Subaru Out­back 3.6 Pre­mium

Damien O’car­roll finds the 3.6-litre Subaru is much more than some­thing to take a sec­ond glance at when he finds a cou­ple of ex­tra pots makes all the dif­fer­ence.

New Zealand Company Vehicle - - CONTENTS -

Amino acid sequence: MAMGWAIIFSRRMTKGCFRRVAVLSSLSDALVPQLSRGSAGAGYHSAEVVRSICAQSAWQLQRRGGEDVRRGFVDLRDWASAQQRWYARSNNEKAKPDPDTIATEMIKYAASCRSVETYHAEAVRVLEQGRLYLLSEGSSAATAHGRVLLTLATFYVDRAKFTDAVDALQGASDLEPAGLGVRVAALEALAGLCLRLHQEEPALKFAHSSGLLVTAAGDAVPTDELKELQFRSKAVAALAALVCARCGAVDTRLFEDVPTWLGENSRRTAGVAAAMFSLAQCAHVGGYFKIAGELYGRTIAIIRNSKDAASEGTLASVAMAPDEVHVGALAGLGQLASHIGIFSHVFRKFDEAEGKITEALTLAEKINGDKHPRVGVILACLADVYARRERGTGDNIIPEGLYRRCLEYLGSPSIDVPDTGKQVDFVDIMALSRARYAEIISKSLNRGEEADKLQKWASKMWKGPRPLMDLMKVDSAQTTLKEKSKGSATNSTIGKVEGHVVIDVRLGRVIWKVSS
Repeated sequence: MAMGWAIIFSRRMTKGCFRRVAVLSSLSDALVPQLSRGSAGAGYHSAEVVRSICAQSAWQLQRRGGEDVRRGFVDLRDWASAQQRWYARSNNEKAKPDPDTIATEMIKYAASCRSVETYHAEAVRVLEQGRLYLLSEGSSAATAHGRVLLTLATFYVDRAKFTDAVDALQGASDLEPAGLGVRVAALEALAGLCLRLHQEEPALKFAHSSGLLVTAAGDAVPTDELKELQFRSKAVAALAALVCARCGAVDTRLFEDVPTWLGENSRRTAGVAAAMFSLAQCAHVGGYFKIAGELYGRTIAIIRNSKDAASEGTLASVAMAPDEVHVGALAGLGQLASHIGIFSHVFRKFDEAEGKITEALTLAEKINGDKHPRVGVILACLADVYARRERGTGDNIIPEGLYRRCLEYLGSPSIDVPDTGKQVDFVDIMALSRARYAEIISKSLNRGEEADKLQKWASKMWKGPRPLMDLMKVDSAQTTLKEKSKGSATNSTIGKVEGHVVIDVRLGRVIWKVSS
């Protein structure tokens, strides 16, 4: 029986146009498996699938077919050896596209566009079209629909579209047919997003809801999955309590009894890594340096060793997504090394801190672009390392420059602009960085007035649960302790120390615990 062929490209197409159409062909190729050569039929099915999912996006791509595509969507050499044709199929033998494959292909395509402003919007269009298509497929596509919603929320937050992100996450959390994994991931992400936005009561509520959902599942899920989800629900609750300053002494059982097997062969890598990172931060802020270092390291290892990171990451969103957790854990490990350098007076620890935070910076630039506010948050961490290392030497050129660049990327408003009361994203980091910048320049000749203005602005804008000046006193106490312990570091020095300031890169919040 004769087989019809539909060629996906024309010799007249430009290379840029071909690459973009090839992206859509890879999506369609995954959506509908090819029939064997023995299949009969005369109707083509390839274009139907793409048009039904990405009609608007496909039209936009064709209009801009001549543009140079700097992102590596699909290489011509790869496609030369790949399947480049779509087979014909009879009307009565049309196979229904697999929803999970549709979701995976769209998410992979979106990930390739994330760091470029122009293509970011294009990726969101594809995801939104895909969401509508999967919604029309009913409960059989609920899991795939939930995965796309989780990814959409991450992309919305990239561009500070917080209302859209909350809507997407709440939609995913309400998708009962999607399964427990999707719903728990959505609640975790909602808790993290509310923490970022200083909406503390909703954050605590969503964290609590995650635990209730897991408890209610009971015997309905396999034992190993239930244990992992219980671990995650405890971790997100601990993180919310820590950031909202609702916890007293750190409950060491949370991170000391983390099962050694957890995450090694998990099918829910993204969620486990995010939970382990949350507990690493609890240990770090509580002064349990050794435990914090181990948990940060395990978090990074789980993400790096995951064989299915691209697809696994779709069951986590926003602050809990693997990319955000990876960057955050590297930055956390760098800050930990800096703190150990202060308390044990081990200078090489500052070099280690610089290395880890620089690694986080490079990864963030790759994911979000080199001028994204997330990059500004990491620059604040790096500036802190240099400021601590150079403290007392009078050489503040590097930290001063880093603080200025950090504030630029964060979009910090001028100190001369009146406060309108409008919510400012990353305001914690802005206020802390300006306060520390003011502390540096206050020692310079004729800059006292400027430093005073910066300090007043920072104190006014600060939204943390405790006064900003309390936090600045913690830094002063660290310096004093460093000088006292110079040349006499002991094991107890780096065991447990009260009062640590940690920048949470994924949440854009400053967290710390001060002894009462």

As a mo­tor­ing journalist, I quite of­ten drive dif­fer­ent mod­els of the same car back to back, as that is of­ten how the sched­ul­ing works. Rarely though do I ex­pe­ri­ence such an eye-open­ing “Oh, that’s bet­ter” mo­ment, as I did go­ing from the Subaru Out­back 2.5i Pre­mium into the 3.6R Pre­mium. Why ex­actly? I mean, af­ter all, they are pretty much iden­ti­cal in terms of equip­ment, with the only dif­fer­ences be­ing the 3.6R gets a slightly dif­fer­ent in­te­rior trim, a 12-speaker Har­mon Kar­don au­dio sys­tem and sil­ver roof rails. But the big­gest dif­fer­ence comes un­der the bon­net, with the ad­di­tion of two ex­tra cylin­ders, 62kw of ex­tra power and 115Nm more torque. And that trans­forms the Out­back. Okay, so at 191kw of power and 350Nm of torque, the 3.6R still isn’t ex­actly bristling with power and the sim­i­larly raised up Holden Com­modore Tourer eas­ily out­mus­cles it with 235kw and 381Nm, while even the 2.0-litre Com­modore matches the Out­back’s num­bers. But while that ex­tra power doesn’t ex­actly turn the Out­back into a per­for­mance mon­ster, what it does do is trans­form it into a thor­oughly su­perb, bar­gain-priced lux­ury car. The big, hor­i­zon­tally-op­posed, six-cylin­der en­gine is won­der­fully smooth and re­fined and brings more than enough mus­cle to pull the beau­ti­fully com­posed Out­back along at a more than sat­is­fac­tory rate on the open road. Per­haps the big­gest im­prove­ment the six brings, how­ever, is to the be­hav­iour of the con­tin­u­ously vari­able trans­mis­sion. The pre­set “gearshifts” are bet­ter de­fined and the health­ier torque out­put re­duces the need for it to flare un­der ac­cel­er­a­tion. You could al­most be fooled into think­ing it was a con­ven­tional auto. That is “al­most” by the way, be­cause the trans­mis­sion still has its mo­ments where it re­minds you what it re­ally is. While it doesn’t have a tra­di­tional boxer bur­ble, the en­gine does pro­duce a pleas­ing and dis­tinc­tive growl un­der ac­cel­er­a­tion, but when tick­led along on a light throt­tle, is re­mark­ably quiet, adding to the Out­back’s over­all re­fine­ment. Like the 2.5i, the 3.6R’s ride is beau­ti­fully com­pli­ant and its chassis nicely con­trolled, but the 3.6R brings an ad­di­tional mode over the four-cylin­der car for some added sporti­ness. Well, sort of – the 3.6R gets the Sport# set­ting which sharp­ens up throt­tle and trans­mis­sion re­sponses, but you still won’t be head­ing to a track day in it any time soon. Although it would make an ex­cel­lent choice to tow some­thing more suit­able to a track day on a trailer. As an added bonus, the 3.6R can haul 300kg more than the 2.5i, 1,800kg ver­sus 1,500kg. At $59,990 the 3.6R Pre­mium rep­re­sents ex­cel­lent value for money for ei­ther a six-cylin­der SUV or a tra­di­tional sta­tion wagon, it’s only when you re­mem­ber that the equally well equipped 2.5i Pre­mium is $10K less that you start won­der­ing. That said, spend any time be­hind the wheel of both and the 3.6R quickly shows why it is def­i­nitely worth the pre­mium.

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